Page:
From the director of Smokey and the Bandit comes perhaps the greatest 1980’s film that capitalized on the sport of BMX biking.
Cru Jones is a high school senior who works mornings as a newspaper delivery boy with best friends Becky and Luke in the small town of Cochran. However, Cru has dreams to one day become a professional BMX rider. When he learns that Helltrack, a major obstacle course for professional riders is coming to Cochran this year, he learns that local riders may be given an opportunity to qualify for the race. However, the day of the qualifiers is the same day that he must take his SATs. With the motivation and assistance of professional rider Christian, who becomes his girlfriend, Cru decides to follow his heart.
However, while he impresses the town when he qualifies, he finds some major competition in the track’s promoter, Duke Best. Best is also owner of Team Mongoose, whose top rider Bart Taylor is the number one rider in the nation. Realizing Cru could be a threat to end Taylor’s run as number one, he attempts to destroy Cru by first making him get a sponsor and attempt to raise $50,000 before Helltrack begins. Will Cru’s lifelong dream be crushed by big city capitalism or will he overcome the odds and begin the course of his dream to become a pro rider?
Sports movies were becoming pretty popular in the eighties. Perhaps the two biggest sports to capitalize in the world of films were skateboarding and BMX riding. The former had a following with films like 1986’s Thrashin’, 1987’s Police Academy 4: Citizens on Patrol, and 1988’s Gleaming the Cube. In the world of BMX riding, Australia’s BMX Bandits was one of the first to capitalize on the sport. Then came this film, which is truly an underrated underdog movie done only how former stuntman turned filmmaker Hal Needham could do it.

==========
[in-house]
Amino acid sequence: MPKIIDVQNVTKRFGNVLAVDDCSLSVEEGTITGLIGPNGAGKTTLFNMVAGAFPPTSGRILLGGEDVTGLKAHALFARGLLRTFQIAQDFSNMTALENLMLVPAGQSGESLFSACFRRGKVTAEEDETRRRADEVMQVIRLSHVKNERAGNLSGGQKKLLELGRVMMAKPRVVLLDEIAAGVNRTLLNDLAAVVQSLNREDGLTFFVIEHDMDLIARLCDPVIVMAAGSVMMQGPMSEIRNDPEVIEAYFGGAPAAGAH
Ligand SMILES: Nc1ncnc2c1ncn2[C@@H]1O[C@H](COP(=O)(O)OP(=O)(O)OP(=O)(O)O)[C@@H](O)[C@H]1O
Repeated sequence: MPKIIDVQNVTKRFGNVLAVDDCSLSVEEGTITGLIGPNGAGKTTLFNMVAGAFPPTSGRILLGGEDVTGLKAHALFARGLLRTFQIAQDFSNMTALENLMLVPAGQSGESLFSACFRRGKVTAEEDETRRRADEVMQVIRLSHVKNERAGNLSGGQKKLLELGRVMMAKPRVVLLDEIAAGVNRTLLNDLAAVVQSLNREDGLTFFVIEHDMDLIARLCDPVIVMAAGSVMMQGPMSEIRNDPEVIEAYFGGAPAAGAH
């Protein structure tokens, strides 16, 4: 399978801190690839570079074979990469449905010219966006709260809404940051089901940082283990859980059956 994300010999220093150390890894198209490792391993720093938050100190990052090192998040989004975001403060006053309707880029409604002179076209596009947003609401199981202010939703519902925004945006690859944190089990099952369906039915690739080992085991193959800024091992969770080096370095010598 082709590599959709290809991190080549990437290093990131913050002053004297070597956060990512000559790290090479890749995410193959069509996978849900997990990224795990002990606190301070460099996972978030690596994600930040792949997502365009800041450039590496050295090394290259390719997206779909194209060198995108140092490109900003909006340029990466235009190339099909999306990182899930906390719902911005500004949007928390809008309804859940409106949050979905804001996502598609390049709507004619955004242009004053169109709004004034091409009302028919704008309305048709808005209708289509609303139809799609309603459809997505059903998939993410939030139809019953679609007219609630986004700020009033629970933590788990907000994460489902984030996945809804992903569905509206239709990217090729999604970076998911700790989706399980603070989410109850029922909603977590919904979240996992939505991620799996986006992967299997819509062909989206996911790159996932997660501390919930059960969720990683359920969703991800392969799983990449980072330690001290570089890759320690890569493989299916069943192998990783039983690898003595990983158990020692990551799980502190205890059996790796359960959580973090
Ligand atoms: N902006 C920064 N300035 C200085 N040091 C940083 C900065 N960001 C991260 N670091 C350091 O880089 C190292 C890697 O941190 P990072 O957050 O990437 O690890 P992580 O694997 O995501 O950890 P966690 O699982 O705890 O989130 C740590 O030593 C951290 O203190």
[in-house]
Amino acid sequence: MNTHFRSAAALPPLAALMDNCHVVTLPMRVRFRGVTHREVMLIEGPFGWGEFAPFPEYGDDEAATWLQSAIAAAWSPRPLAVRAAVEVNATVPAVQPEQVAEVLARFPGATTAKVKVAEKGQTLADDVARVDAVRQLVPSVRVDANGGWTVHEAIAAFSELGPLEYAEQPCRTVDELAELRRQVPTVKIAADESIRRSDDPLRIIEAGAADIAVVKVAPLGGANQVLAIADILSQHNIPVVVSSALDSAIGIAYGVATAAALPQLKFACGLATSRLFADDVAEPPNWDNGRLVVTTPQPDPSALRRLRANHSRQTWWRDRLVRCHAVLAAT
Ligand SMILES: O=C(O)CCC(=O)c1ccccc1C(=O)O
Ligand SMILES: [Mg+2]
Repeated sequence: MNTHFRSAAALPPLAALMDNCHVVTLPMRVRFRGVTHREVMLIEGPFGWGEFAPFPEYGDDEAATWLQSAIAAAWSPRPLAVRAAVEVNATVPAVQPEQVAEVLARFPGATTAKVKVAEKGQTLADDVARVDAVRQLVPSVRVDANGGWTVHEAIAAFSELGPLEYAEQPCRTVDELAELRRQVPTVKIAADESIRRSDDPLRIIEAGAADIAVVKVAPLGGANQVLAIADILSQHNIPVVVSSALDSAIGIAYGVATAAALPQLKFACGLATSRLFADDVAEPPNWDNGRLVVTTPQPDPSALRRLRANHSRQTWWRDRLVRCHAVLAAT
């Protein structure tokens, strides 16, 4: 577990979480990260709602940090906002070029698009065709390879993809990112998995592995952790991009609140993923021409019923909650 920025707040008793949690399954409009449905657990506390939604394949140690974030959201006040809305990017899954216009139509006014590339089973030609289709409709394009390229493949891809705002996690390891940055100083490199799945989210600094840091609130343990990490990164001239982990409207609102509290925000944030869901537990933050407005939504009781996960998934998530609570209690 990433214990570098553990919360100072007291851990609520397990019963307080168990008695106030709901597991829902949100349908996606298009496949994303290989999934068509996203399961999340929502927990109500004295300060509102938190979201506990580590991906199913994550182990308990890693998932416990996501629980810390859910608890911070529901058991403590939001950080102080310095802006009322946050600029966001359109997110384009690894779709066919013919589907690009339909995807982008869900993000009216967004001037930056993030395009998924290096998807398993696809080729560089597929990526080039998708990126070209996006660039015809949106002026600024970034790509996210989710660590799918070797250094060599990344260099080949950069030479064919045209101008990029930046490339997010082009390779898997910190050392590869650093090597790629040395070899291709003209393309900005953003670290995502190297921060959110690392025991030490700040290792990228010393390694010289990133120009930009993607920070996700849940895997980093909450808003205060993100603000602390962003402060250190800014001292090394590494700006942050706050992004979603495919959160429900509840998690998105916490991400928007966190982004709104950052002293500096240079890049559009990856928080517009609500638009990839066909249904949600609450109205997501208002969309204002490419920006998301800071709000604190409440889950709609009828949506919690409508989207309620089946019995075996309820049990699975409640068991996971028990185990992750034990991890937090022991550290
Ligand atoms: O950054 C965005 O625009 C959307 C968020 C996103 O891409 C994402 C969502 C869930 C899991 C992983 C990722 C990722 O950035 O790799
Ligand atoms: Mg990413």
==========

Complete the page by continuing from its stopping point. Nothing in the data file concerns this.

Bill Allen is a delight to watch as Cru, the local rider who has a passion for BMX so much that he is almost always seen on his bike doing all sorts of tricks and maneuvers. He meshes well with Lori Loughlin, who plays a pro rider who becomes Cru’s love interest and in ways, a guide to his dream of becoming a professional. What many might find strange is how an Olympic gymnast, Bart Conner, plays the number one BMX rider in the nation. However, for some reason, it works here as Conner plays Taylor as a two-sided figure, a little cocky but respectful of some competition.
The veterans do well here. Talia Shire makes the most of her time as Cru’s mother, who tries to teach him that education is more important than bike riding, but ultimately relents when he makes a deal with her. Needham’s usual foil Alfie Wise truly plays perhaps one of his shadiest characters yet while Jack Weston truly plays Best as someone who only cares about winning and his rider and will do anything to get rid of the threat that is Cru. Ray Walston does well as one of the locals who invested in the race and makes a fateful decision once he sees how Cru is being treated, which leads to a bit of comic relief when it comes to a reaction towards the unscrupulous Best.
However, let’s face it, many wonder about the BMX stunts and action and they are nicely done. While the cast did get training for some of the basics, for some of the more difficult tricks, they were doubled. A major highlight of the film involves Allen and Loughlin doing what’s called a “bicycle boogie” at a dance, where they dance and perform moves on their bikes to the music. The Helltrack race itself is amazing to watch as the film involves some of the top BMX racers. They include Eddie Fiola, Martin Aparijo, and Travis Chipres, all whom served as core stunt doubles for the cast.
Rad is truly one of the great underrated sports dramas of the eighties. A great cast plus some excellent BMX stunts make this truly a winner!
WFG RATING: A
TriStar Pictures presents a Taliafilm II Productions film. Director: Hal Needham. Producer: Robert L. Levy. Writers: Sam Bernard and Geoffrey Edwards. Cinematography: Richard Leiterman. Editing: Carl Kress.
Cast: Bill Allen, Lori Loughlin, Talia Shire, Ray Walston, Alfie Wise, Jack Weston, Bart Conner, Marta Kober, Jamie Clarke, Laura Jacoby, H.B. Haggerty, Chad Hayes, Carey Hayes.